The weather is rapidly turning ugly and cold, with wind and rain. The type of weather that makes one wish to huddle in front of the fireplace with a cup of tea (lemon, honey, and a tot of bourbon) after a filling meal of comfort food.
And speaking of comfort food, I desire an old lair dinner, tender burgers seared and then braised in a rich and flavorful gravy, served over mounds of fresh mashed potatoes, and smothered in lakes of the gravy. Served with a salad and freshly baked bread, this is a meal to feed even the most ravenous denizens.
I’ll take the following note:
I prefer to make my own mince, whilst store-bought is made from trimmings in the butcher shop, (does one know WHAT trimmings, or WHEN they were trimmed?) By producing your own, one knows the quality of the source and can control the fat percentage. Whilst this seems a bit overly complicated, it is quite simple.
- Clean everything (hands, knives, sheet pan) BEFORE and AFTER.
- Select your source cuts
- Chuck roast will tend to the perfect 80/20
- For a richer grind, short rib
- For a leaner grind, round.
- One can mix to adjust the ratio.
- Cut them to ~ 1″ chunks
- Freeze them for ~ 30 minutes
- Grind in batches in a food process
- Use the pulse function and work in one-second pulses, checking after each pulse.
- Depending on the chunk size, amount of freezing, and your food processor, 10-20 pulses.
- Do not overcrowd the food processor.
Salisbury steak is a dish originating in the United States and made from a blend of ground beef and other ingredients and usually served with gravy or brown sauce. It is a version of Hamburg steak.
United States Department of Agriculture standards for processed, packaged “Salisbury steak” require a minimum content of 65% meat, of which up to 25% can be pork, except if de-fatted beef or pork is used, the limit is 12% combined. No more than 30% may be fat. Meat byproducts are not permitted; however, beef heart meat is allowed. Extender (bread crumbs, flour, oat flakes, etc.) content is limited to 12%, except isolated soy protein at 6.8% is considered equivalent to 12% of the others. The remainder consists of seasonings, fungi or vegetables (onion, bell pepper, mushroom or the like), binders (can include egg) and liquids (such as water, milk, cream, skim milk, buttermilk, brine, vinegar etc.). The product must be fully cooked, or else labeled “Patties for Salisbury Steak”.
(see my prior comments on ground beef)
One trick to be noted as you mix the ground beef mixture, work in one direction; this will help avoid breaking the protein chain bonds between the egg and the beef, resulting in better texture and structural integrity.
Now about that cup of tea.
Salisbury Steak and Gravy
- 1 lb Ground Beef Lean, or grind your own, see notes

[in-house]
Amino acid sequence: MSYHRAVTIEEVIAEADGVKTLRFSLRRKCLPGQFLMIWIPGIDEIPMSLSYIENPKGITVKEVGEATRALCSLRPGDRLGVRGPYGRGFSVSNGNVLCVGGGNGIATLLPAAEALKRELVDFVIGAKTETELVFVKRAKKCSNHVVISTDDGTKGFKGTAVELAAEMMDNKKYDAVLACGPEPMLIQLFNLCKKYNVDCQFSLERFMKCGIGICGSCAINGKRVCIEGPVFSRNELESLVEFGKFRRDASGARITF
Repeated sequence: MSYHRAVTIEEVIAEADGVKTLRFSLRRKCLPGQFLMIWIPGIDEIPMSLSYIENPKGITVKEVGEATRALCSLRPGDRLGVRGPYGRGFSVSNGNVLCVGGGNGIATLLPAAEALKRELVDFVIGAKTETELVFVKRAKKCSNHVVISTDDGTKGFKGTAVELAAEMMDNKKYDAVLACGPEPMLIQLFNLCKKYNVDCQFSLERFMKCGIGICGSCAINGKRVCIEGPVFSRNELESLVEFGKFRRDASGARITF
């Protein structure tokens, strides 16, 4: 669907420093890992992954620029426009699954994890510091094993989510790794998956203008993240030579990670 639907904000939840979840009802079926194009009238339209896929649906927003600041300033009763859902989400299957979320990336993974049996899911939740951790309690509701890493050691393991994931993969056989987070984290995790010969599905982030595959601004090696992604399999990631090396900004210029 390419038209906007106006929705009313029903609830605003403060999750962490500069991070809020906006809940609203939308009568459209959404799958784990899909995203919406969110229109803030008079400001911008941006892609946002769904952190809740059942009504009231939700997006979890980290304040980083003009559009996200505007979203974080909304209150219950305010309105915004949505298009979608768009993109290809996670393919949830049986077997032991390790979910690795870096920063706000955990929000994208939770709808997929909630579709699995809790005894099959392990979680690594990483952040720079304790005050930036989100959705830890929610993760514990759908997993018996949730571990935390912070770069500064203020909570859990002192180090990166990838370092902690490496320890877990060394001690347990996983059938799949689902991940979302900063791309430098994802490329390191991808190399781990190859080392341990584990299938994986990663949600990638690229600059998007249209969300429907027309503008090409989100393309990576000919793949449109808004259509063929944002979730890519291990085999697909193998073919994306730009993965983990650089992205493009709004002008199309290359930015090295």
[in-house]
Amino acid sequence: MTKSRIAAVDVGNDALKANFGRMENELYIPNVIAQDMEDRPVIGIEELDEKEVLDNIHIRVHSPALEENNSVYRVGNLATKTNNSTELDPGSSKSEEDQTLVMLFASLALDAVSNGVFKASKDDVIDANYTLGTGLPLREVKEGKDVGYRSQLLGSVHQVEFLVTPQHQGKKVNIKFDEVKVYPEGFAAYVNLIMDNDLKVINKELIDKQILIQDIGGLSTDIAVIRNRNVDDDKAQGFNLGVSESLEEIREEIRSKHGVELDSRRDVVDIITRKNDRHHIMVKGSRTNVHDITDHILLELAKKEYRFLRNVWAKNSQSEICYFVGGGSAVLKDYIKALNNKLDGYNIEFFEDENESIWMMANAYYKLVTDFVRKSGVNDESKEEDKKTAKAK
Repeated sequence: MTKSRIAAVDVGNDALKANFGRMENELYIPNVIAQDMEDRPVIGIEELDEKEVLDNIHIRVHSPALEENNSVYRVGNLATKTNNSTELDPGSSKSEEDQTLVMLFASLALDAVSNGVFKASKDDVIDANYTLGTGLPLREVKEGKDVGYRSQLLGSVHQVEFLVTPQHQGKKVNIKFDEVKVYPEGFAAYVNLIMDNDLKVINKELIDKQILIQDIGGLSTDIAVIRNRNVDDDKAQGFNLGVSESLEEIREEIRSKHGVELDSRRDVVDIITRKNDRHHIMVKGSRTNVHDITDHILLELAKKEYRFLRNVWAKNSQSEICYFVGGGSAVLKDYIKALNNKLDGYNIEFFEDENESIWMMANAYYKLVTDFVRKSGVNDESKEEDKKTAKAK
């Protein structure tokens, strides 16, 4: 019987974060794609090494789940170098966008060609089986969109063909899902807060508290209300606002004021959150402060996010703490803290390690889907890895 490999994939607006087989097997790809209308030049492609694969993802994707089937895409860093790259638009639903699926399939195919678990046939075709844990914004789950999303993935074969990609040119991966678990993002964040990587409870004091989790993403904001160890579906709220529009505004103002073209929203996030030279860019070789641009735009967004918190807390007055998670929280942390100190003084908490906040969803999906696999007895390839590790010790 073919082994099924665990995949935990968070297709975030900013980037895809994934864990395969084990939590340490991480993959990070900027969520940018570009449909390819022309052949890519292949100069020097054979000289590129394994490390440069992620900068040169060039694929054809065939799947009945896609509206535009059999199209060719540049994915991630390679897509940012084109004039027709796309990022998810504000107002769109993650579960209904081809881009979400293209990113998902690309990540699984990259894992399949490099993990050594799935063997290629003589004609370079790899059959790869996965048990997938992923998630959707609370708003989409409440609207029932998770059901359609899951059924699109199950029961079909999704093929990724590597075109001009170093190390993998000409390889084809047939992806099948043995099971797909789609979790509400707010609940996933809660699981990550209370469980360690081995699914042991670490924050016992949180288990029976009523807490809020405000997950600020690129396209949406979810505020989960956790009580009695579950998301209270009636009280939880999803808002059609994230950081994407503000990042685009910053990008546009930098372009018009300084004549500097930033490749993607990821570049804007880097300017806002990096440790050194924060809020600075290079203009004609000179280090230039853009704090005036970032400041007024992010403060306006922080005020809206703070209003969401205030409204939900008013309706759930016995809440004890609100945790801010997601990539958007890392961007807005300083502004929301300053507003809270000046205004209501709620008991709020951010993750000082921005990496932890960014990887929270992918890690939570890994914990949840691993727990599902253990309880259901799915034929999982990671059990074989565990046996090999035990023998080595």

- 1 ea Egg Jumbo
- 2 tbsp Minced Onion Dried
- 2 tbsp Tomato Ketchup
- 2 tsp worcestershire sauce
- 1 tbsp Mustard Dijon
- 1 cube Beef Bouillon
- 1 tsp Dried Parsley
- 1 tsp Dried Oregano
- 1/2 tsp Salt Kosher, of course
- 1/2 tsp Black Pepper Fresh Ground
- 1/2 tsp Granulated Garlic
- 1/2 tsp Dried Basil
Mushroom and Onion Gravy
- 12 oz Mixed Mushrooms Washed, sliced 1/4"
- 1 ea Onion Large, Peeled, Sliced 1/4"
- 6 tbsp Butter Unsalted
- 3 tbsp neutral oil
- 4 tsp Minced Garlic 4 large cloves
- 1/4 Cup AP Flour
- 4 cups Beef Stock Low Sodium
- 3 tbsp worcestershire sauce
- 1 tsp Mustard Djion
- 1 tsp Dried Parsley
- 1/2 tsp Dried oregano
- 1/2 tsp Dried Thyme
- Add all the steak ingredients to a large bowl EXCEPT the ground beef.
- Whisk together with a fork until thoroughly combined.
- Add the ground beef and combine with your hands.
- Divide the mixture into 4 equal portions, and pat firmly into oval patties around 3/4”-inch thick.
- Make a shallow depression/dimple in each patty so the outer border is about a ¼ inch higher than the middle.
- Heat 2 tablespoons olive oil in a large skillet over medium-high heat. Sear the patties on each side for about 3 minutes total.
- Remove the patties to a plate and reserve.
- Working in batches, add the mushrooms to the skillet in a single layer over medium-high heat.
- Stir to coat the mushrooms in the drippings, adding 1 tbsp of butter, if needed. Cook for 2-3 minutes per side or until browned. Remove to a plate, repeat with the rest of the mushroom.
- Add the onions and 1-2 tbsp of butter if needed, sautee for 2-3 minutes to soften
- Reduce heat to low, add garlic and sauté for 30 seconds. Add flour and cook for 1 minute, scraping up the browned bits on the bottom of the pan.
- Slowly whisk in beef broth and all remaining gravy ingredients. Whisk until most of the lumps are gone.
- Add the partially cooked patties back to the skillet, and nestle them into the gravy.
- Bring to a simmer over high heat then reduce to medium. Cook for 5-7 minutes or until the internal temperature of the patties reaches 160 degrees F, stirring occasionally around the patties. If the gravy thickens too quickly, add additional broth.
- Once the steaks are done, stir in the mushrooms, and heat through.
- Taste, season, and balance flavor.
- Cube your portion of dead cow into 3/4 – 1″ chunks
- Spread onto a sheet pan and freeze for 30 minutes
- Grind up in either a grinder or a food processor
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